Please, please, please do yourself a big favor and do it the easy way. See Make Backdoor Roth Easy On Your Tax Return.
Just a note about Form 8606. Nothing to do here.
A summary of your contributions. 0 in Traditional IRA deduction means it’s non-deductible. Repeat for your spouse if both of you did backdoor Roth.
We are done for entering the non-deductible contribution to the Traditional IRA. Now the running meter for your taxes should go back down. It was a refund of $941 when we first started. Now it’s a refund of $930 due to the tax on the extra $30 earned before the Roth conversion.
If you only contributed *for* last year but you didn’t convert until the following year, remember to come back next year to finish the conversion part.
Taxable Income from Backdoor Roth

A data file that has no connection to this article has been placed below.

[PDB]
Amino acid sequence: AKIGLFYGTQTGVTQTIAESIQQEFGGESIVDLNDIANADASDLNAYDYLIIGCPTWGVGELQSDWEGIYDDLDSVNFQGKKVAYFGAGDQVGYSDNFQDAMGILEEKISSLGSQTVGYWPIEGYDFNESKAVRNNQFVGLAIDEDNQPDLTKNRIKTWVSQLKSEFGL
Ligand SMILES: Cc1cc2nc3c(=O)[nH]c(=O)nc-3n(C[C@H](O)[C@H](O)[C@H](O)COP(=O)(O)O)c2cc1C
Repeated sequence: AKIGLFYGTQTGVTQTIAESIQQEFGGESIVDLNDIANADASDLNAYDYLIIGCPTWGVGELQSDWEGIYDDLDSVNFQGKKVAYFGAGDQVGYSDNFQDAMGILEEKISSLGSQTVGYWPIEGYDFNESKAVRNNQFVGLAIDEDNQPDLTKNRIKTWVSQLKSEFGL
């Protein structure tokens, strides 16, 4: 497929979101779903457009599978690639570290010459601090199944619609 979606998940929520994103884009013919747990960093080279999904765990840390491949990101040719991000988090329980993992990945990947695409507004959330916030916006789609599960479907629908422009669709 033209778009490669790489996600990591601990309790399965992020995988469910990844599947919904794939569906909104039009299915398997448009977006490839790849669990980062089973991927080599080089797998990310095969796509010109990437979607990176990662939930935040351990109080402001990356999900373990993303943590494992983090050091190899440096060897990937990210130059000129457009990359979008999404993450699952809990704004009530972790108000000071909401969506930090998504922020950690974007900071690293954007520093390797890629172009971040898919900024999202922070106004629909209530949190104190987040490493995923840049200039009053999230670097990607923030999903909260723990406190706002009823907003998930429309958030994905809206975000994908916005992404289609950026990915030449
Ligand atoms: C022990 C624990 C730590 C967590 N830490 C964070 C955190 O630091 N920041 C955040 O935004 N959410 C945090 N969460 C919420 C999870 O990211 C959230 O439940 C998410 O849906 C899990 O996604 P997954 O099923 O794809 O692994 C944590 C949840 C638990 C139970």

After going through all these, let’s confirm how you are taxed on the backdoor Roth.
Click on Forms on the top and open Form 1040. Click on Hide Mini WS. Scroll down to line 15.
It shows $5,530 in Roth conversion, $28 of which is taxable. The taxable income came out to $28 not $30 due to some rounding in the calculation. If you are married filing jointly and both of you did backdoor Roth, the amounts here will show double.
Tah-Dah! You got money into a Roth IRA through the backdoor when you aren’t eligible to contribute to it directly. You will pay tax on a small amount of earnings if you waited between contributions and conversion. That’s negligible relative to the benefit of having tax-free growth on your contributions for many years.